How Many Technologists Does the Republican Party Need?

Over at DailyKos, Markos Moulitsas offers a spirited defense of what I term the theory of “ideological congruence” in partisan technology adoption.

There’s a reason that conservatives have fallen so far behind liberals on the technology front, and it truly is cultural. Go read Wired or Ars Technica or The Verge or any gadget blog and note how overwhelmingly liberal the publications are—pro-science, pro-progress and pro-net neutrality. They don’t believe that AT&T would provide better service without government regulations or interference. They loathe our current intellectual property regime (both copyright and trademark). They want something done about global climate change (that science stuff) and stem cell research (more of that science stuff).

Markos is making an important point here.  Silicon Valley votes Democratic.  Google and Apple employees donate Democratic.  When technologists volunteer for campaigns, they tend to volunteer for the Dems.  That makes it a lot easier for Dems to hire talented analysts, engineers, and digital campaigners.  It’s a built-in advantage that has nothing to do with the outparty status.  I don’t expect it will go away any time soon — big databases aren’t inherently progressive, but the people who build them often are.

That said, I often worry that we make too much of these ideological bridges.  The Republican Party doesn’t need a majority of Silicon Valley residents or Wired readers to come work for, donate to, or volunteer with them.  They just need a few dozen good ones.  Plenty of wealthy technologists have a right/libertarian bent.  Plenty of others believe that campaign technologies should be evenly distributed, and are happy to work for Republicans.  In the early years of the World Wide Web, conservatives carved out a lead with sites like the DrudgeReport and FreeRepublic.  Until after the 2004 election, they also had better campaign data practices than their Democratic opponents.  The ideological affinity of Silicon Valley didn’t change in the intervening years; Democrats just came to their senses and started investing in technology, testing, and training.

The real challenge facing Republican campaigns today isn’t their hostility to scientific analysis or scientists themselves*.  The real challenge is a series of intra-party fights among networks of candidates, donors, campaigners and consultants.  When Republican digital strategists like Patrick Ruffini talk about launching new organizations to replicate the Democratic successes like the New Organizing Institute, Analyst Group, and New Media Ventures, he surely knows that he’ll face some stiff internal competition. Romney’s digital director Zac Moffatt made a ton of money on the 2012 election.  I imagine his company, Targeted Victory, will try to resist the new competition from Ruffini and company.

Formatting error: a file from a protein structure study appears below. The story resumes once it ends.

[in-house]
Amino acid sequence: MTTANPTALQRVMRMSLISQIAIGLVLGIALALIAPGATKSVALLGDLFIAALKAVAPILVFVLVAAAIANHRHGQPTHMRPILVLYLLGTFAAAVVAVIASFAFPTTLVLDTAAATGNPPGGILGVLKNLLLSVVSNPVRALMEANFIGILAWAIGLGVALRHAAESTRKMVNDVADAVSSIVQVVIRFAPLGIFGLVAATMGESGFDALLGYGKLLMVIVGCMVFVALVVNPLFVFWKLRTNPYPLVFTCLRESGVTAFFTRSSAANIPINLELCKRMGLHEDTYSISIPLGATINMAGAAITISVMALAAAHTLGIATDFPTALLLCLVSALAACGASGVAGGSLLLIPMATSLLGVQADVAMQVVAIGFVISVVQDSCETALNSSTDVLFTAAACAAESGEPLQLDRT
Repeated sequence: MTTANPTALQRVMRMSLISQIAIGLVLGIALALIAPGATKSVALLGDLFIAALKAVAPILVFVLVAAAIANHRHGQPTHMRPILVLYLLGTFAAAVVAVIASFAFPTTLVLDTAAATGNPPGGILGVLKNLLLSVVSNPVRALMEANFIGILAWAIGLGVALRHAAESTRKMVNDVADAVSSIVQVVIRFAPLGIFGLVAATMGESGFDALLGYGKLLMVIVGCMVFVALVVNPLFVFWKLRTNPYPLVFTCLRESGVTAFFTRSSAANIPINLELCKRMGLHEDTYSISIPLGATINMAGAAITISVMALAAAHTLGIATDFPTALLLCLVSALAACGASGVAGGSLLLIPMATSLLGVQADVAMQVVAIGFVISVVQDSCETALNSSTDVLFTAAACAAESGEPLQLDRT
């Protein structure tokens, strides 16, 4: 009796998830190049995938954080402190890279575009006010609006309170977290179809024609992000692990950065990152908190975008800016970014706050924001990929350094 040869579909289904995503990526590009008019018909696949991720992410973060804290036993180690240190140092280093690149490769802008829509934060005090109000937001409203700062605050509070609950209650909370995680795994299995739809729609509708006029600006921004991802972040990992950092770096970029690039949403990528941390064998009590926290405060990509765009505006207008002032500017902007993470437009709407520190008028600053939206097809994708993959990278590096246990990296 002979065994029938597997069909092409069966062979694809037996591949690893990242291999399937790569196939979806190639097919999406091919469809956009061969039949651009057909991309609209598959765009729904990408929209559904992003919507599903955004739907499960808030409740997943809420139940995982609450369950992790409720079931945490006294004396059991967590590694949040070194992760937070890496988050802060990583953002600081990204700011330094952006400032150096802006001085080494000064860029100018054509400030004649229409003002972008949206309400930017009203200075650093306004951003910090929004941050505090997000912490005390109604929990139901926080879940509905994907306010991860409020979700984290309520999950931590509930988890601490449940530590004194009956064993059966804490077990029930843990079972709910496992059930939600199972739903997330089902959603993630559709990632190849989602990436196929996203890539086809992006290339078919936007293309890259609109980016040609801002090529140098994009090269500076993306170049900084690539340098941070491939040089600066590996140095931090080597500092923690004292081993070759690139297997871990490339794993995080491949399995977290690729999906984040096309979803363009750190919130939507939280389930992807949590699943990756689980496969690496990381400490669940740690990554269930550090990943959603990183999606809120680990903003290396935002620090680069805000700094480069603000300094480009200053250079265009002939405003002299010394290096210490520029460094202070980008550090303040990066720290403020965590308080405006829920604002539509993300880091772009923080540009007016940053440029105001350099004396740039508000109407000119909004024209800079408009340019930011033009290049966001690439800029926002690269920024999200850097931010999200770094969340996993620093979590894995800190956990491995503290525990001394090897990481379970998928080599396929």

The hidden story of the current Democratic tech advantage is that losing in consecutive cycles (2000, 2002, 2004) led for major internal calls to “fire the consultants.”  This created a market opportunity for new consultants and campaigners, many of whom came out of the old Dean campaign.  Firms like BlueStateDigital probably wouldn’t have gotten off the ground if Al Gore or John Kerry had been president in the last decade.  Dems would’ve kept hiring Bob Shrum and company, and they would’ve kept demanding that campaign investments and databases remain exactly as they were.  In American elections, to the winner goes the spoils, and to the loser goes the incentive to try something different next time.

I don’t think Republicans are going to fix the sorry state of their campaign technology overnight.  And one reason is certainly the ideological disconnect between (most) Republican elites and (most) technological elites.  But the much bigger factor is that they aren’t quite ready to fire the old and invest in the new just yet.  Party elites are quick to point out the 2010 victory.  2012 was just “bad luck,” or “lack of message discipline,” or “the hurricane,” even.  Republicans haven’t experienced the same series of depressing losses that Democrats experienced from 2000-2004 (and it isn’t like 1994 or 1998 provided any comfort to Democrats either).  We’re now seeing the start of those conservative intra-party fights, but I don’t expect them to finish any time soon.

Make no mistake, though.  If Republicans work out those internal fights and make a concerted effort to invest in infrastructure and hire new people, they’ll be able to find plenty of candidates.  Silicon Valley may be a blue region, but there’s still enough red to go around.


*It sure doesn’t help, though.